Friday, July 22, 2016

Fostering Dash

It's been two years since Sheba crossed over the Rainbow Bridge.  I am now ready to have another furry friend join our two cats, a friend I can walk with, talk to, and love unconditionally.  My husband, however, is against acquiring another pet. He wants his freedom to travel and stay out for long hours without worrying about getting home to walk the dog. I see his point and agree to some extent.  For me, I see having a dog as my personal therapy.  I get to walk it daily hopefully lending to some weight loss, I get to have company when my husband works late, and it loves me back - unconditionally (although husband would say he does too only he doesn't bark; well, sometimes he barks, but not often).

I signed up to do foster dog care as I felt it would be a nice compromise.  Dash arrived yesterday after having been out in the world for only 3 months, even though he is 21/2 years old.  You see Dash is a rescue from a biomedical research lab. He is so sweet, but has no idea what the world has to offer. Consequently, he startles quickly.

Outside and loving it

Dash loves to be outside. He will sit for the longest time just sniffing the  air, cocking his head to every sound, looking here and there, enjoying the ambiance of the outside.  Walking is his greatest pleasure and he could do it all day long if I had the strength and stamina. On our walks he will sniff everything but when he steps on a dried up leaf and it crackles, he bolts!  He's never heard that sound before.  When a car goes by, a dog barks somewhere, or even when I cough, Dash bolts. Fortunately, he's leashed so the bolting goes nowhere.

In the house, Dash seems sad.  He doesn't engage in play, preferring to rest in his crate or on the floor near me.  I think he doesn't know how to play!  Or his natural instincts haven't kicked in to tug at a rope, chase a ball, or romp around. Or he's tired. Or....whatever.

Dash's toys remain unused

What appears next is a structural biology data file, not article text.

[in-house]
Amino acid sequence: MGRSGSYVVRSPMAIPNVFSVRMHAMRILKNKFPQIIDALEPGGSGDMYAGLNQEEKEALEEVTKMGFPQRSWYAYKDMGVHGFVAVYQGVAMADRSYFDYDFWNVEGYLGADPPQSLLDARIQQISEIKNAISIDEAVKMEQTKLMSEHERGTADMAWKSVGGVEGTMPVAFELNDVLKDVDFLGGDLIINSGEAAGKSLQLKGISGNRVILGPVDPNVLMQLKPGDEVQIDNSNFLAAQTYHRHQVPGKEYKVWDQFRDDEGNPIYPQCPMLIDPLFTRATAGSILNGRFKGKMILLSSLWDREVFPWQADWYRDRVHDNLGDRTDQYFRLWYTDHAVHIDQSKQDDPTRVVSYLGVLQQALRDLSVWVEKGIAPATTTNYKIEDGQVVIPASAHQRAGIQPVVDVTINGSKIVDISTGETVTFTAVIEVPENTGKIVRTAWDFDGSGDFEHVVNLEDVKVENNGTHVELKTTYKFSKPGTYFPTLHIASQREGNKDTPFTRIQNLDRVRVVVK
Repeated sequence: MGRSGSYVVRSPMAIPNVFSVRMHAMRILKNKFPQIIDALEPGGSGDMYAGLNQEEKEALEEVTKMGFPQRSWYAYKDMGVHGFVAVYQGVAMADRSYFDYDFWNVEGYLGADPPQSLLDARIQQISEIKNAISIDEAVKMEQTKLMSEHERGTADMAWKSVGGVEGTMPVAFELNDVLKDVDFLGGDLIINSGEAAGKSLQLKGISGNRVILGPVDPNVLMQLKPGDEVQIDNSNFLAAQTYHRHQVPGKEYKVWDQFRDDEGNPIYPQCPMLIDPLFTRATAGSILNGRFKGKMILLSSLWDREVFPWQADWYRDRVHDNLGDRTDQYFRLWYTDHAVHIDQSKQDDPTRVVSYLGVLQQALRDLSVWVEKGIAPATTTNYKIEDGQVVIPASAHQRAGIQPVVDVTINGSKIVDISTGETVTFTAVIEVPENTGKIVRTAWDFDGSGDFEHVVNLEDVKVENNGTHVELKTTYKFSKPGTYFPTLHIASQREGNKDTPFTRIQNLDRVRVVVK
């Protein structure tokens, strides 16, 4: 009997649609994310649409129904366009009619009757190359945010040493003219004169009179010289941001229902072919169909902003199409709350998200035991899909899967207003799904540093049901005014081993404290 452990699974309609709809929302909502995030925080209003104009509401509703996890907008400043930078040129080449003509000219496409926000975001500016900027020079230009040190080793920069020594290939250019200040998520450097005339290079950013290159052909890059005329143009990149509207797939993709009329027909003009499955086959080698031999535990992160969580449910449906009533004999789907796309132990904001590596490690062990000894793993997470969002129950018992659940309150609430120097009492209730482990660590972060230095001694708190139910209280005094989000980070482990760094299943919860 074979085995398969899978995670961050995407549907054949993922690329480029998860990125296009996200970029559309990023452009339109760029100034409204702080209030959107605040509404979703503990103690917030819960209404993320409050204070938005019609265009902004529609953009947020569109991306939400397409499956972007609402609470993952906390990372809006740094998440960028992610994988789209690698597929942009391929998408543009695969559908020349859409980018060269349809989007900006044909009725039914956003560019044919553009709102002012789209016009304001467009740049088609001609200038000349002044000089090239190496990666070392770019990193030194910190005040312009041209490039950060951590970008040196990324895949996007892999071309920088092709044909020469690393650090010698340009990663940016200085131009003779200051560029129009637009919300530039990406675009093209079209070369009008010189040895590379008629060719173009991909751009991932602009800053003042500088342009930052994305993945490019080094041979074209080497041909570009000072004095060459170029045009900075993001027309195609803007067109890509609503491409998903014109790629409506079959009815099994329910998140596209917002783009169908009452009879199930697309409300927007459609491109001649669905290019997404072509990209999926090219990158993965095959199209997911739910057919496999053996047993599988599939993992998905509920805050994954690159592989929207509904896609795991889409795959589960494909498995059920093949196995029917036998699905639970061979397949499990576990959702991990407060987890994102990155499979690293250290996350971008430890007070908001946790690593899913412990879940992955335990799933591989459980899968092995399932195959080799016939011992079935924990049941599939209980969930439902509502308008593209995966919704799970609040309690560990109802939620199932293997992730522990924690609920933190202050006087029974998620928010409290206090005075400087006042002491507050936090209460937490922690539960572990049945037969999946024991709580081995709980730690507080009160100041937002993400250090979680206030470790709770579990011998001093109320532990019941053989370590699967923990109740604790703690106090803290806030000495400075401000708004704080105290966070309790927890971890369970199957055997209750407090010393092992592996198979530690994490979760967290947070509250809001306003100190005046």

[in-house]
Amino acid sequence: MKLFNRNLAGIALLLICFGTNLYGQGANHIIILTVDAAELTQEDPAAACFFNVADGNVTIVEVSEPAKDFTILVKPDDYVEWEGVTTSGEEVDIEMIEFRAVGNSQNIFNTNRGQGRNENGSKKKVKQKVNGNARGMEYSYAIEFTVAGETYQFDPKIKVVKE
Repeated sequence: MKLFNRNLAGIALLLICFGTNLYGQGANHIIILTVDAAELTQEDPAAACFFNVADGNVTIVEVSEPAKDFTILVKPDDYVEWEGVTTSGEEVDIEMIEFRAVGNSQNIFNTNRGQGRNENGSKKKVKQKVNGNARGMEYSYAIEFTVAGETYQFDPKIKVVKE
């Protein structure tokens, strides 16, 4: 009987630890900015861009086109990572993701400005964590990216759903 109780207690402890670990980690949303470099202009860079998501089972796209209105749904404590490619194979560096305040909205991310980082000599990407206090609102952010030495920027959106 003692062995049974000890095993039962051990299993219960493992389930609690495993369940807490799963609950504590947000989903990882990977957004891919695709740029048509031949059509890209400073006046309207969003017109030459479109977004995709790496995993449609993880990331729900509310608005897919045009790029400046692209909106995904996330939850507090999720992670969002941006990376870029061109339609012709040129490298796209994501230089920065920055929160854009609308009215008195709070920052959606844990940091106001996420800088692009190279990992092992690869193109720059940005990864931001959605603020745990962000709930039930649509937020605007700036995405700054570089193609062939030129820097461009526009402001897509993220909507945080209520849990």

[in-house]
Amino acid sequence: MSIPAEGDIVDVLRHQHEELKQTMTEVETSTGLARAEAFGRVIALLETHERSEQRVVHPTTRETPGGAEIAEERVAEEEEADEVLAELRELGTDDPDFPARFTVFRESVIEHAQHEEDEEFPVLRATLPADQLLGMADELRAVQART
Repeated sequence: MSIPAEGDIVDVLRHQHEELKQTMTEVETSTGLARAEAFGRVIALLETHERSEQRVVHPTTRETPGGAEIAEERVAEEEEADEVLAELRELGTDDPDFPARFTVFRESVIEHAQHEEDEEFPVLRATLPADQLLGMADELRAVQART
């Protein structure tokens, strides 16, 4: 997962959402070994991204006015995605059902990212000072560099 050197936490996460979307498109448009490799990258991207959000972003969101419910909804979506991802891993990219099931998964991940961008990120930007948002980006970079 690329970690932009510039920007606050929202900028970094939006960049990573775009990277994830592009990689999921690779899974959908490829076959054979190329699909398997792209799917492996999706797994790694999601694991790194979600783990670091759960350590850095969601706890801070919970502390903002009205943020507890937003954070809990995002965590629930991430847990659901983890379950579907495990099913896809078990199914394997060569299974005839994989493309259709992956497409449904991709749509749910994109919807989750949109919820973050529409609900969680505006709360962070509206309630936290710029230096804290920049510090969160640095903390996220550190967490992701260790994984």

This happened to the cat I adopted last year.  When I got her, she was so scared she peed in the bathtub and kitchen sink.  She knew how to use a litter box and did so, but her anxiety was such that negative peeing behaviors took over.  She had never been outside in her 13 years on earth. Her paws were baby pink and soft, no black roughness to them.  Her negative behaviors were so bad I considered giving her up, but felt determined to help her overcome her anxieties.  On the advice of my Vet, I put her outside for long periods and she thrived. In fact, the other day she caught and killed a mouse that was scurrying around the kitchen!

Dash will learn new things while living with me.  He will understand that when I pull out my knitting needles and yank on the yarn it doesn't mean danger.  He will become familiar with sounds that we have become oblivious to such as fast cars passing by, trash trucks loading and dumping trash receptacles, and twigs breaking. He will learn that he is safe.

When fostering a dog, I know that I do not know what he's been through, but I do know that it will take much time and lots of love from me and my husband for him to become accustomed to the outside world. I'm up for the challenge, and based on Dash's happy reaction when I greet him in the morning or when I return from being otherwise occupied, he is ready, too.

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